RFE/RL: For at least four years now the Kurdish authorities have been more or less autonomous and independent in what they can do in the north of the country. How do they cope now with internally displaced people?
Younes: Well, getting to the north, getting to the Kurdish areas, is not the easiest of tasks. For a start, the roads to get to the north are not always the safest. And when you get there you have to get through a series of security checkpoints. And also families cannot get in if they don't have a Kurdish resident who guarantees their entry. Basically, everybody needs a guarantor who can attest to the identity and the morality of the displaced. It's also nearly impossible for a single Arab man to enter the Kurdish areas. So, there is some form of discrimination that is being played [out]. And even internal borders are no longer all open to the displaced. Some governorates like Karbala or [Al-Basrah] have even shut their borders to people who are not originally from there because they simple cannot take more people anymore. What we are seeing in the north is that there are still people getting in, but there is discrimination.
For example, even Kurds who come from disputed areas such as Kirkuk, whose status is to be determined by referendum before the end of the year, are discouraged or even prevented to get to the Kurdish governorates, because the Kurdish authorities want to keep their voting constituencies in Kirkuk. So we are seeing a very disturbing game of ethnic chess that is being played by the Kurdish authorities with Christians being favored, with Shi'a being discriminated against, and with Kurds sometimes being prevented to go to the north so that the Kurdish authorities can keep some Kurdish populations within Iraq to make sure that they have voting constituencies there.
RFE/RL: Is there any attempt to solve this problem with discrimination? Is there political pressure from Baghdad to lift those restrictions and regulations?
Younes: Frankly, when we were in the country we did not see any form of political pressure or assistance provided by the government of Baghdad to the displaced people. On the contrary, the government of Baghdad seems unable or unwilling to assist it's own population. One example of that is that is the fact that before 2003 most of the Iraqi population was benefiting from the public distribution system of food and diesel -- the PDS -- which was a result of oil-for-food program. This assistance was vital to most Iraqis. And it is today more vital than ever that they get this food and diesel assistance.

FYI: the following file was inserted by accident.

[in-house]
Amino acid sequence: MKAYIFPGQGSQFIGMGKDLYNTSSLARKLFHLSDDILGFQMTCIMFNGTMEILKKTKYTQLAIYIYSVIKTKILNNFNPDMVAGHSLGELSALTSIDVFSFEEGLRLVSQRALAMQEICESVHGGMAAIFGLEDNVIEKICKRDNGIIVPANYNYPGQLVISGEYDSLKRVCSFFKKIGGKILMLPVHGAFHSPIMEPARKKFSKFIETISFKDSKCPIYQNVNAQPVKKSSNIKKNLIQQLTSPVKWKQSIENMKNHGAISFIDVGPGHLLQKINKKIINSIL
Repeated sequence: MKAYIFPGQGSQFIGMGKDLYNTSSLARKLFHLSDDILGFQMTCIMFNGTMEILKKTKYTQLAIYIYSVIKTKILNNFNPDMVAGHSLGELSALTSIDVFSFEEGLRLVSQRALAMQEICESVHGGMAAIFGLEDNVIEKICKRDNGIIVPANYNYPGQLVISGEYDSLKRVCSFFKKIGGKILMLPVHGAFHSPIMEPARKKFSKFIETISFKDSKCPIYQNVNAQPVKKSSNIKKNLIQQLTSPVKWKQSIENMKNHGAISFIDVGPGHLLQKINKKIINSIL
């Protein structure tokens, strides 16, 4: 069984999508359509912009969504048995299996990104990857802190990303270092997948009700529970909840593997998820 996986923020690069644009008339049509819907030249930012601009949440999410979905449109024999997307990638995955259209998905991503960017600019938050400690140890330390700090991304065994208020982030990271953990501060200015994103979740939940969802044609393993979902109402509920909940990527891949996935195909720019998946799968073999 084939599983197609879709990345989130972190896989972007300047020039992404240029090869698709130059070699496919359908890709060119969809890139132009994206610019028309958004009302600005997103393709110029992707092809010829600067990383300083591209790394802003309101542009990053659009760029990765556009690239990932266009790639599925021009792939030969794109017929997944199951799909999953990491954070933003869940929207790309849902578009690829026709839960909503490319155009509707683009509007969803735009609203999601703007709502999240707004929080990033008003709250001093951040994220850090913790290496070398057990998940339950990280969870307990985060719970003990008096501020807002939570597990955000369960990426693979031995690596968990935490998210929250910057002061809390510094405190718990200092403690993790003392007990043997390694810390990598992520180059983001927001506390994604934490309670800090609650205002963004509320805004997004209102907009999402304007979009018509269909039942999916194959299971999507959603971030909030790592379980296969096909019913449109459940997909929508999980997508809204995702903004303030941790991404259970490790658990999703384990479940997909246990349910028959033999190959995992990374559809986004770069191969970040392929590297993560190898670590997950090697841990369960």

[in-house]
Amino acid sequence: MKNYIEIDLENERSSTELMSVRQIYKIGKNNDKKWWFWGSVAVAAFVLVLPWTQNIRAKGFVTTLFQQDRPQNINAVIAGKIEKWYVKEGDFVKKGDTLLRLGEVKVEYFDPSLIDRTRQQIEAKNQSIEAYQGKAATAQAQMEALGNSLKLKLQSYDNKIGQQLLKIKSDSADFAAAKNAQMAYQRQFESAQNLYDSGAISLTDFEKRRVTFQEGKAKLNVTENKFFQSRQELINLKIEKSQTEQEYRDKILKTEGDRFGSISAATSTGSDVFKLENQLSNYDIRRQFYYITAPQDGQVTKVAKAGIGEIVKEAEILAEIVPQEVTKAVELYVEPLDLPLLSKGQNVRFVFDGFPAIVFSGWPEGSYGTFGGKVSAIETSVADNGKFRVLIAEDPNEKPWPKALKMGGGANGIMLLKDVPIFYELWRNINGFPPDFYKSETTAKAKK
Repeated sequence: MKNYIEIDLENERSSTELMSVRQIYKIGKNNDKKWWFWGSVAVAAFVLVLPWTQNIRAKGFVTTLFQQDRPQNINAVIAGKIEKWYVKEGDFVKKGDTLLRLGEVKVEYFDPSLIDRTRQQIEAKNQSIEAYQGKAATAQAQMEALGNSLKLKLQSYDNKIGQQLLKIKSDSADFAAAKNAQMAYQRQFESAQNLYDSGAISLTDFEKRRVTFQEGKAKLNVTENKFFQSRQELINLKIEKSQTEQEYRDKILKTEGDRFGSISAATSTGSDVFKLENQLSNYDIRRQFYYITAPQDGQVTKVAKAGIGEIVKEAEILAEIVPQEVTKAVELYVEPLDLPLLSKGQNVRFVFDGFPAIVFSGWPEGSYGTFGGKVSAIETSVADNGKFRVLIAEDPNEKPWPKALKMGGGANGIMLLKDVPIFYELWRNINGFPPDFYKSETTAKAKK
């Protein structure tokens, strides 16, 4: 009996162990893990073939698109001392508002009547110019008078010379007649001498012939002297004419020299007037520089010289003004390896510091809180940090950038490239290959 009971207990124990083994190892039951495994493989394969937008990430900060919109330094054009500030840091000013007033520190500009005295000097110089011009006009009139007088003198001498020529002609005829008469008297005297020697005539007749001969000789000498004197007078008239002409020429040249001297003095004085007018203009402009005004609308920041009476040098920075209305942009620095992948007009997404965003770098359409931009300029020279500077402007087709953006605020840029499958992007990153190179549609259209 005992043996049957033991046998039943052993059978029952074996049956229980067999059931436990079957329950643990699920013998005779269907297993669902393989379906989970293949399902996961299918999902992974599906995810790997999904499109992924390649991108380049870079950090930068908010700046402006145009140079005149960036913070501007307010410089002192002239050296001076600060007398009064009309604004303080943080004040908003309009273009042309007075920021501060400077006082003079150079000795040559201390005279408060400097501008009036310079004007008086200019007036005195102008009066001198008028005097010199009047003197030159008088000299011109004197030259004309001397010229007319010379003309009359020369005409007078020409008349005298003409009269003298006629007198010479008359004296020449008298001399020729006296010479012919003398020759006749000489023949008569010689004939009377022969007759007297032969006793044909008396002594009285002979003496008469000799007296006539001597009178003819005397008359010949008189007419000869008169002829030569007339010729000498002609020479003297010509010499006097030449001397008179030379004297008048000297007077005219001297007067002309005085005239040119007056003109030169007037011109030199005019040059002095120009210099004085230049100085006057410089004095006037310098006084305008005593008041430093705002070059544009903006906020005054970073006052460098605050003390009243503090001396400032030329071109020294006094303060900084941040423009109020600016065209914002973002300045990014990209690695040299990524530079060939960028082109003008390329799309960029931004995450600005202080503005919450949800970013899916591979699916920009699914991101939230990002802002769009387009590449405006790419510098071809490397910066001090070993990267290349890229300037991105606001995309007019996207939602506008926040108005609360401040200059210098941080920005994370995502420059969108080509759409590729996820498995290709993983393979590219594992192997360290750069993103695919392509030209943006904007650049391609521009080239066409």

A security patrol in the disputed city of Kirkuk (epa file photo)
Unfortunately, the public distribution of food has also become the basis of the voter-registration system. Basically, your town of residence issues every family a card, a food-ration card, which is also a voter-registration card. It means that when the people get displaced, it is incredibly difficult for them to transfer their food-ration cards because it means that they are transferring as well their voter registration. And the central government does not have an interest in seeing its population moving away. Similarly the Kurds do not want to see Arabs have voting rights in the Kurdish areas.
So there is definitely a lack of political will from both the central government and the Kurdish government to help the displaced, to facilitate the transfer of this incredibly vital assistance to the areas of displacement. So not only people are leaving behind their homes, their lives, their friends and neighbors, they are also leaving behind this incredibly vital assistance that they were getting.
RFE/RL: What is the typical lifestyle of the internally displaced once they reach the Kurdish-administered areas? What do they do there? Are they able to get work? Are they able to find any housing there? When Iraqi refugees started to move into Jordan, the prices on real estate mounted. Is this the case in the Kurdish-administered areas of northern Iraq as well?
Younes: Certainly, it is extremely expensive to live in Kurdistan. Prices there are much higher than they are in Baghdad. For instance, fuel in Kurdistan is three times as high as it is in Baghdad. Most of the displaced are renting houses. In fact, less than 1 percent of the displaced in Iraq are in camps. So most of them are either staying with host families, or in public buildings, but the very vast majority is renting houses. And the cost of the rent is extremely high in Kurdish areas. Many are forced to contemplate the idea of going back or to actually go back to very dangerous areas because they simply cannot afford to live in Kurdistan any more.
We met with a Sunni family from Baghdad who had to leave because they had received death threats. And they were in Irbil, in the Kurdish area, and they were looking to go back to Baghdad because they simply could not afford life there any more. This is a type of situation that we really do not want to see happen. Most of the internally displaced are not able to find work. When they are able to find work, it's daily work. It provides no security, and it's not enough money to let them afford the cost of living. Schools are public but there are very few Arab-speaking schools in the Kurdish areas. They are only in the main towns. And even in the main towns they are not enough to cater to the entire Arab population. So really the economic situation of the displaced is very worrying.
Al-Sadr Tries New Tactics, But Strategy Still The Same
By Sumedha Senanayake
The Al-Najaf demonstration on April 9